“You can’t do everything yourself.” — It’s important to work with a team that you trust and can share the workload with, if you work with the right people the process becomes more rewarding and fun.
As a part of our series called “5 Things I Wish Someone Told Me When I First Became A Filmmaker”, I had the distinct pleasure of interviewing Randy Nundlall Jr.
Randy is a film director from London with a BA (Hons.) in Film Production from the University of the Creative Arts. He has experience in directing narrative films and music videos.
His narratives typically feature themes of dreams, memories, loneliness, isolation, and exploring the mental state of his characters, combining surreal elements into his films.
Randy has completed his new horror feature film, “Infrared”, starring Greg Sestero (The Room and The Disaster Artist) which he co-directed with Robert Livings. The film is currently streaming on Prime, Tubi, Roku, and YouTube.
Thank you so much for joining us in this interview series! Our readers would love to get to know you a bit better. Can you tell us a bit of the ‘backstory’ of how you grew up?
Thank you for having me! I grew up in London with my parents and my sister. I was a super shy and introverted kid, who enjoyed playing video games and watching films, which unknowingly helped influence me to pursue a career in the film industry. I have always been drawn to storytelling and found that filmmaking was a great way to infuse this passion and express myself and the human experience in my work.
I went to film school and had experience shooting short films and music videos before moving to Sacramento, CA in 2014, when I was 22. I was fortunate to meet like minded, passionate people, who loved making films. This helped pave the way for my career and I learned a lot from my friends that I worked with!
Can you share a story with us about what brought you to this specific career path?
Growing up, my dad used to make short films with his friends. I really enjoyed meeting and working with all the colorful personalities, the camaraderie, and humor you find on set. I later started to make films with my childhood friends when I was thirteen years old (films that will never be seen by the public!) I really enjoyed bringing stories to life and was initially drawn into video game design for the same reasons. One of my dad’s friends, and my teachers at school told me that I should explore the film industry and I haven’t looked back since.
Can you share the funniest or most interesting story that occurred to you in the course of your filmmaking career?
I actually think filming in the abandoned school for Infrared was probably the most interesting experience I’ve had. The security guards, who were there at night, would tell us about the weird sounds and sights they would encounter during their shifts. When we looked in the school basement, there were creepy, old paintings that kids had done on the walls and there was one tiny alcove, which had a kid’s chair placed in there, which reminded me of “The Chokey” from Matilda. We were so fortunate to have access to the school and Rob’s wife, Sierra, deserves a big shoutout for guiding us in the right direction and to contact the school district.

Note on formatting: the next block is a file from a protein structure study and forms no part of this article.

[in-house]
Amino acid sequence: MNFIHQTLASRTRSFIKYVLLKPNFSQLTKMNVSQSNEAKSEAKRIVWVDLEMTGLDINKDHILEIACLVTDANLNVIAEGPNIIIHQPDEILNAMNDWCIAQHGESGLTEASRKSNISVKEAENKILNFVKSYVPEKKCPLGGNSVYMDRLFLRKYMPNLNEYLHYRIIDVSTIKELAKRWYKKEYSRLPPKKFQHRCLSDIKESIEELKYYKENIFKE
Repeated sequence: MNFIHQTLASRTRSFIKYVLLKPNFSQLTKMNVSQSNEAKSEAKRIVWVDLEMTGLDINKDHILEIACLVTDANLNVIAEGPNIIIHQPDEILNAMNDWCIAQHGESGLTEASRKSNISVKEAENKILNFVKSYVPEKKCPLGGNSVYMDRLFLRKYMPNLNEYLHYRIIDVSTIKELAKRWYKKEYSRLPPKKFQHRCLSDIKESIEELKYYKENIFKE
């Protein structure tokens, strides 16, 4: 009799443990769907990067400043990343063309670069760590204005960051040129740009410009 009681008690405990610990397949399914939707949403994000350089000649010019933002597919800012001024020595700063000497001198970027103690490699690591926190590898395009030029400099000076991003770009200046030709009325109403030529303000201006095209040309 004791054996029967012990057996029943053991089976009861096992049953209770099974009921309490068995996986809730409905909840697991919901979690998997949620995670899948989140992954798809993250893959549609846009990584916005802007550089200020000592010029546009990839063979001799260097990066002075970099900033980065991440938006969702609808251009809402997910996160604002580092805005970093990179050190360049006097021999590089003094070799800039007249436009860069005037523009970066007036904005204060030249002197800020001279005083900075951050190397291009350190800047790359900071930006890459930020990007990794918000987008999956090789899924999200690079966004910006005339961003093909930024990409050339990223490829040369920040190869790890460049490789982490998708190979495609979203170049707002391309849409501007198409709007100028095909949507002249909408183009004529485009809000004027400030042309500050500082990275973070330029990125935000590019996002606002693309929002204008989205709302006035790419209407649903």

On the other hand… It could be when my childhood friend, Jon accidentally broke all the plates in the dishwasher when I made my first short film. He walked backwards into an open dishwasher and all we heard was endless smashing. We’re still waiting for Jon to replace all the plates after 15+ years!
Who are some of the most interesting people you have interacted with? What was that like? Do you have any stories?
Honestly, I have met so many interesting people in the film industry and have been grateful to have developed so many friendships through film.Working with Greg Sestero was probably the most surreal moment for me. I remember growing up watching “The Room” with my friends and always discussing the enigmatic nature of the film (and we still do!), so working with him was such a pleasure. On set, he was quiet and was constantly walking around with a few pieces of printed paper. Both myself and Rob were trying to figure out what was going on (I speculated he was checking his emails), we realized that he came very prepared with notes for his character and would write down little tid-bits that other characters would say in scenes, so he could refer back to them later in the film. He was a great professional to work with, easy going, took direction well, and was willing to go the extra mile. He just finished his most recent film, “Miracle Valley”, which is definitely worth checking out!